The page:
Calf compressors: Following your surgery, you will have inflatable compressors on your calves to reduce the risk of deep vein thrombosis (DVT). You may also be given a pair of anti-thrombotic stockings.

Coping with the Blues: It is not uncommon for patients to feel a little depressed or emotional after your surgery. The doctors and nurses will help you through this vulnerable phase.

Diet: You will be Nil by Mouth initially allowed only sips of fluid and crushed ice to suck. Once bowel sounds are present, you will start on a post-operative diet and gradually increase to a full diet. To avoid constipation, you should include plenty of roughage, cereals, fruit & vegetables in your diet. You should also aim to drink 2-3 litres of fluid daily.

Bowels: It is common not to have bowel movements for the first few days. Once you have started on a full diet, you will be given medications to help with bowel movements.

Are there any risks associated with this surgery?

All surgical procedures are associated with a risk of complications and all risks should be discussed with your surgeon. The risks may be associated with the anaesthesia given or the surgical procedure. Surgical complications can include bleeding, infection, spinal fluid leak, injury to the veins and arteries near the spine or injury to the nerve tissue or its surrounding protective layer.

Injury to the nerves may occur during surgery, resulting in paralysis of certain muscles in the legs and loss of sensations. Loss of bowel and bladder control can also occur following nerve injury. An injury to the covering layers of the nerves (dura) can result in leakage of spinal fluid and may occasionally require a repeat surgery to control the leak.

Although antibiotics are given before and after surgery, there is a 1-5% incidence of wound infection. Superficial infections can be treated with antibiotics, while deep infections may require a wound wash-out under anaesthesia. If you have had an infection in any other region (urinary bladder, chest and skin) immediately prior to surgery, you may be at a higher risk of post-operative infection in the spine, so let your surgeon know.

Venous thrombosis (DVT: clotting of blood in your calf muscles) and pulmonary embolism are uncommon after an elective spine surgery, particularly when you are out of bed and walking within 24 hours after surgery. We use calf compressors and TED stockings to prevent the clotting of blood in legs; we do not routinely use medications. However, if you have had an episode of DVT in the past, let your surgeon know.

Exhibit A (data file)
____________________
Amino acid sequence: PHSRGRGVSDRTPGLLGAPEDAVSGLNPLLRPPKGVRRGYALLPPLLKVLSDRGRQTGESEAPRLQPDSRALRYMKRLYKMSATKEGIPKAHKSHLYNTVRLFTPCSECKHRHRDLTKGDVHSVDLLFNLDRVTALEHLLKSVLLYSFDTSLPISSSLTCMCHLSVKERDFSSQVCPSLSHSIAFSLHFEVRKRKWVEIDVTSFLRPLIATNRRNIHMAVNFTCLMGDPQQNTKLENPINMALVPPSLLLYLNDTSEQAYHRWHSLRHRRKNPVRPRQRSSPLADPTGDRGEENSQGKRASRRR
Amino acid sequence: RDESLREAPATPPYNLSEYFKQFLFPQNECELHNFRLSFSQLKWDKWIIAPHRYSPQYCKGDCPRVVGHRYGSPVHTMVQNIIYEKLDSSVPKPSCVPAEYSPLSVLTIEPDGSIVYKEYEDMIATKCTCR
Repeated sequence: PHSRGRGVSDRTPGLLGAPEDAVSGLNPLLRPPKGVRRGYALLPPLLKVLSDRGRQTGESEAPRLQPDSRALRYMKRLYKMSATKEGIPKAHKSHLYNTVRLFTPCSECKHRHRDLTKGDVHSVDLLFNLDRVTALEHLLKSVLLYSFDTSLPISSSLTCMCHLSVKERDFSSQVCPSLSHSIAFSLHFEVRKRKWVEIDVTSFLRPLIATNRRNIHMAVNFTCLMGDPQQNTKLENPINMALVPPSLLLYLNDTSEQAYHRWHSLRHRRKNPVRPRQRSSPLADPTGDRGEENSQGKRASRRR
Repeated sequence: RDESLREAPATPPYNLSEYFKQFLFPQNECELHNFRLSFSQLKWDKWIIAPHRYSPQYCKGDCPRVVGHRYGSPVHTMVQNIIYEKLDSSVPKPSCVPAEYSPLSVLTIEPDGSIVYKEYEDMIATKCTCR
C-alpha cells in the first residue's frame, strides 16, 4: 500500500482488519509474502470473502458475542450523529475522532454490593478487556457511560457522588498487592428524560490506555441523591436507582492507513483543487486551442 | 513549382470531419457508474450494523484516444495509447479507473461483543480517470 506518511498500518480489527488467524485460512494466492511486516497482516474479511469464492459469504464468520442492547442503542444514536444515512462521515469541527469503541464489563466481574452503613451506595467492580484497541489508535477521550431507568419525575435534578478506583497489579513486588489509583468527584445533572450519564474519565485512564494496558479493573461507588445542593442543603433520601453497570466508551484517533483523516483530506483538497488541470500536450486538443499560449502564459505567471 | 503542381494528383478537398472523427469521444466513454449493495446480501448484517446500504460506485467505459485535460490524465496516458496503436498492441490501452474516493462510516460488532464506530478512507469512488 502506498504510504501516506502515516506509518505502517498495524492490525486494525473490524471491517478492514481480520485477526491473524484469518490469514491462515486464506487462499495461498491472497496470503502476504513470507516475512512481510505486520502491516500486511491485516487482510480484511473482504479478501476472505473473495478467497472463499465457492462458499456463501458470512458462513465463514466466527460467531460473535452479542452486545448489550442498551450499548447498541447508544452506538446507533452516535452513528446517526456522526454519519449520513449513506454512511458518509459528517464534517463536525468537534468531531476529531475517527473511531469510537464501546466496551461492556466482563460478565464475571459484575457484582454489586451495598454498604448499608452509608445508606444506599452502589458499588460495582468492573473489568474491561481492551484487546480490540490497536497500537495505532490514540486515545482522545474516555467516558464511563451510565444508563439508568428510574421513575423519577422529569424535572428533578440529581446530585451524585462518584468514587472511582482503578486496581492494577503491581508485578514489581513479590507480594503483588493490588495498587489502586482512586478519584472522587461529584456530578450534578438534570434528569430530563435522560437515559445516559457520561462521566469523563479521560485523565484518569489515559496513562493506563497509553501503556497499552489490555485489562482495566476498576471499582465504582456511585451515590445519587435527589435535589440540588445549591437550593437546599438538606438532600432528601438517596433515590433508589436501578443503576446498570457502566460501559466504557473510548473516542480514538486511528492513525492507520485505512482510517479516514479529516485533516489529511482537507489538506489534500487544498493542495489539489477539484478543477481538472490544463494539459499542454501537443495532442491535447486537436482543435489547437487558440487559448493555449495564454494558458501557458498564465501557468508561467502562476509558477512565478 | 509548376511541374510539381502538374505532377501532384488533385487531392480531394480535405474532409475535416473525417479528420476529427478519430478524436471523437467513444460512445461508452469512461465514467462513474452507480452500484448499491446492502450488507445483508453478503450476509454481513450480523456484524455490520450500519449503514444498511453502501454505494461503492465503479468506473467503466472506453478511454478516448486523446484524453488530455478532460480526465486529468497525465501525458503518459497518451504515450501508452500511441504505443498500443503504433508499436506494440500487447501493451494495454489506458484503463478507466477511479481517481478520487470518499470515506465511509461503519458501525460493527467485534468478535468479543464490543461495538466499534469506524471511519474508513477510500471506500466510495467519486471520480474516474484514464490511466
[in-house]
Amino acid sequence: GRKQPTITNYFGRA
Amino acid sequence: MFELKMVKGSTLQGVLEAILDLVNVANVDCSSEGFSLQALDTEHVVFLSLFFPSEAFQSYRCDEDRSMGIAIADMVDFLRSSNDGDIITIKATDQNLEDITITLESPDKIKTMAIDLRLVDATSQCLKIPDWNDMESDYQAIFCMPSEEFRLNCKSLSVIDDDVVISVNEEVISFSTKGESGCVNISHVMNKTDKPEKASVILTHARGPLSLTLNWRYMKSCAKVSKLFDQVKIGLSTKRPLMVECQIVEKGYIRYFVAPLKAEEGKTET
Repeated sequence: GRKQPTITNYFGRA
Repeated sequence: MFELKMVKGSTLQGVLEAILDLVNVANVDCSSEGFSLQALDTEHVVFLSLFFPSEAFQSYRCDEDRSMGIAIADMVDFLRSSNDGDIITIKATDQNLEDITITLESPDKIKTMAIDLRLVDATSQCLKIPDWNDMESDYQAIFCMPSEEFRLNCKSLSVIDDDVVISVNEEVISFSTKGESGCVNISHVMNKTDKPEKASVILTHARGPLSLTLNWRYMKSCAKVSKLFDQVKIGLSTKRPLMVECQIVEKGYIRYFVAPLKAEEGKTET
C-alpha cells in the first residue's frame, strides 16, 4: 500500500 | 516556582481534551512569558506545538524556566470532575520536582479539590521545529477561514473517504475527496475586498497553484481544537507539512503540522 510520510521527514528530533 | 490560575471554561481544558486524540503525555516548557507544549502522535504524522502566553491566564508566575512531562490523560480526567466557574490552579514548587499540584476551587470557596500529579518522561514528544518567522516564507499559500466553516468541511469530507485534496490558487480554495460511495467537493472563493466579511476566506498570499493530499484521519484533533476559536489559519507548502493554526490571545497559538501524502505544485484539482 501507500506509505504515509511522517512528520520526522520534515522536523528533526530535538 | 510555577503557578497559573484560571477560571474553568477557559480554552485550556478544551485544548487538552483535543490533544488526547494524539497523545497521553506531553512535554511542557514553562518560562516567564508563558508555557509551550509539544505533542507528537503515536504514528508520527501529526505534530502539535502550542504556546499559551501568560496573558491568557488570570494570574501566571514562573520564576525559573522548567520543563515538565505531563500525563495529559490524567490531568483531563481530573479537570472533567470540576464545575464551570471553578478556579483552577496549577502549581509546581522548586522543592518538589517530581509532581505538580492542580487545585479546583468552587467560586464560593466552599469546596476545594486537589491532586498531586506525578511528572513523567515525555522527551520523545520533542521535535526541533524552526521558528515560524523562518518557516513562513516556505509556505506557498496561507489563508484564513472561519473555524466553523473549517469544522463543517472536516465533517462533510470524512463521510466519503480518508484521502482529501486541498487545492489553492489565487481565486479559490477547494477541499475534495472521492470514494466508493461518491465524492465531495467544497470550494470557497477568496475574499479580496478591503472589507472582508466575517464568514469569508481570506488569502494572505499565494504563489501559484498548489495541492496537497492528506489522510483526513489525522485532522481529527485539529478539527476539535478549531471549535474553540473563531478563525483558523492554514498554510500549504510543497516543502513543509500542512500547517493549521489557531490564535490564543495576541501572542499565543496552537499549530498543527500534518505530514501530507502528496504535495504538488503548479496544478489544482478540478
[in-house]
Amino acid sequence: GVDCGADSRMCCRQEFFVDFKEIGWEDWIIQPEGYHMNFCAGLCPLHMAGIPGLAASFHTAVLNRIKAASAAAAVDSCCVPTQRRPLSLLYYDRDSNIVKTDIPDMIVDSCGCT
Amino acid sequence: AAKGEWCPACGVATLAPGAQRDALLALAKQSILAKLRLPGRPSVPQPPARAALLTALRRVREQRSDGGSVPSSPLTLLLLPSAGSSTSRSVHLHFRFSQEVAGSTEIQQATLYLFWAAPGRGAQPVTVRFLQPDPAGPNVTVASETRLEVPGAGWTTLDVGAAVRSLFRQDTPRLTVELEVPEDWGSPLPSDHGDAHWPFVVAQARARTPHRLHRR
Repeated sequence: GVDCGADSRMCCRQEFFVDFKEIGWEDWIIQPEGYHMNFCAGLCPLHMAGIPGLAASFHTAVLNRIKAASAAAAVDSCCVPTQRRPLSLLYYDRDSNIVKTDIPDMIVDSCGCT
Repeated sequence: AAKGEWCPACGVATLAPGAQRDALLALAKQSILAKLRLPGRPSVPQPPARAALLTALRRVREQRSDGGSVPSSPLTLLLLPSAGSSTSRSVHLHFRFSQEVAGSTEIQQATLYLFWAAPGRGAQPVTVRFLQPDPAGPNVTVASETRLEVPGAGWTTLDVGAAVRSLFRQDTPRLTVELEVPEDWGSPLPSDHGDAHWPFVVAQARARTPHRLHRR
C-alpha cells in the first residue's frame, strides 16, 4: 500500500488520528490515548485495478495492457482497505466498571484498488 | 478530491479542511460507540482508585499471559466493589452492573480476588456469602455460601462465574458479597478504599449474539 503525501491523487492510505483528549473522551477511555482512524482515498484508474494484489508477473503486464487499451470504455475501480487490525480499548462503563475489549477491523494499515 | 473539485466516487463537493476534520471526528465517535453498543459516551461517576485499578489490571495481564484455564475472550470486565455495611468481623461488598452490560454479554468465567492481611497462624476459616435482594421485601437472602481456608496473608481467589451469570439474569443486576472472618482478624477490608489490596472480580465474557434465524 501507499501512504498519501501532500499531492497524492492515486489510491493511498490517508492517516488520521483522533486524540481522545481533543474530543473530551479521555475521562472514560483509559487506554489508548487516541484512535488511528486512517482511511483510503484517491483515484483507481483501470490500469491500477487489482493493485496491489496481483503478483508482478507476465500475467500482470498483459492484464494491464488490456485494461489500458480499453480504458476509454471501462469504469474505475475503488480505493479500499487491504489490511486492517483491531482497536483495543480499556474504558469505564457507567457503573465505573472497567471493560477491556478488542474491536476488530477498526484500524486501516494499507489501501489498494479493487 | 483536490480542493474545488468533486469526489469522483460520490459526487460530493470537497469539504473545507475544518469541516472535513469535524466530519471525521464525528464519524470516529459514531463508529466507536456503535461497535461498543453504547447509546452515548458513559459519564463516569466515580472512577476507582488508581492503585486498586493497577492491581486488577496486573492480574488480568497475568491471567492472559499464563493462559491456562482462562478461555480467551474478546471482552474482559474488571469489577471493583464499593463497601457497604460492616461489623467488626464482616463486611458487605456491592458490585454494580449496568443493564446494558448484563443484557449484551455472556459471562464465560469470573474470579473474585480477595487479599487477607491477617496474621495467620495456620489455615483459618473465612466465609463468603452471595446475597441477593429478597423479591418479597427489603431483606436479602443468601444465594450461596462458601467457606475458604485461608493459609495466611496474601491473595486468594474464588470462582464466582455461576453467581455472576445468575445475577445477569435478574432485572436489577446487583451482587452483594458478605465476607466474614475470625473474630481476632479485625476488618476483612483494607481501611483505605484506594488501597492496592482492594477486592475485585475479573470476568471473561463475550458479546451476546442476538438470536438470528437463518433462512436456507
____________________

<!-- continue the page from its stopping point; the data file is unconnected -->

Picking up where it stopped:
The insertion of the screws can potentially cause nerve injury resulting in weakness and abnormal sensations in the legs. Great care is taken to ensure the accurate placement of the screws including the use of intra-operative fluoroscopy (x-rays).

There are certain warning signs you should look for after surgery that may indicate a problem, such as excessive bleeding, redness or discharge from the wound, fever, weakness or numbness of the legs or problems urinating. If you notice any worrisome symptoms, notify your surgeon at once.

Talk to your surgeon

This a brief overview and does not contain all the known facts about your condition and the surgery. Feel free to seek any clarifications from your surgeon and his or her team. It is important for you to obtain a clear understanding of your condition, the surgery, the potential risks and benefits before you sign the consent form.

Lumbar Discectomy

Lumbar Discectomy

Anatomy of the Spine

The spine consists of 33 bony blocks called vertebrae stacked one above the other with a soft intervertebral disc between each pair of vertebrae. The intervertebral disc consists of a soft jelly-like substance called the nucleus pulposus in the center, which is surrounded by multiple layers of collagen called the annulus fibrosis (like an onion). The disc connects and allows movement between vertebrae and acts as a shock absorber for the spine. The vertebrae surround and protect the spinal cord and nerve roots.

What is a disc prolapse?

This is also referred to as a slipped disc or disc herniation. The soft central portion of the disc (nucleus pulposus) tears through the surrounding layers (annulus pulposus) and compress nerves extending from the spinal cord. This compression on the nerves causes pain in the legs (sciatica), which increases on bending forwards, coughing and sneezing. Numbness, pins and needles, and muscular weakness in the legs may also be present. Rarely, there can be difficulty in passing urine and stools. The presence and severity of these symptoms vary from person to person.

About the surgery

Anaesthesia: The surgery is usually performed under a general anaesthetic, with the patient lying face down.

Procedure: The surgeon makes a 2.5-5cm incision in the skin over the affected area of the spine. The muscle is detached from the bone to reveal the laminae, which are the portion of the bony vertebrae that lies behind the spinal cord. A portion of the lamina is removed (laminotomy) along with the surrounding ligaments to expose the prolapsed disc. Occasionally, the whole lamina has to be removed (laminectomy) to access the disc. The bulging parts of the intervertebral disc, along with adjacent loose disc fragments, are removed. The resultant space is not filled with any material but is eventually filled with scar (fibrous) tissue. A drain tube removes the blood that collects at the surgical site.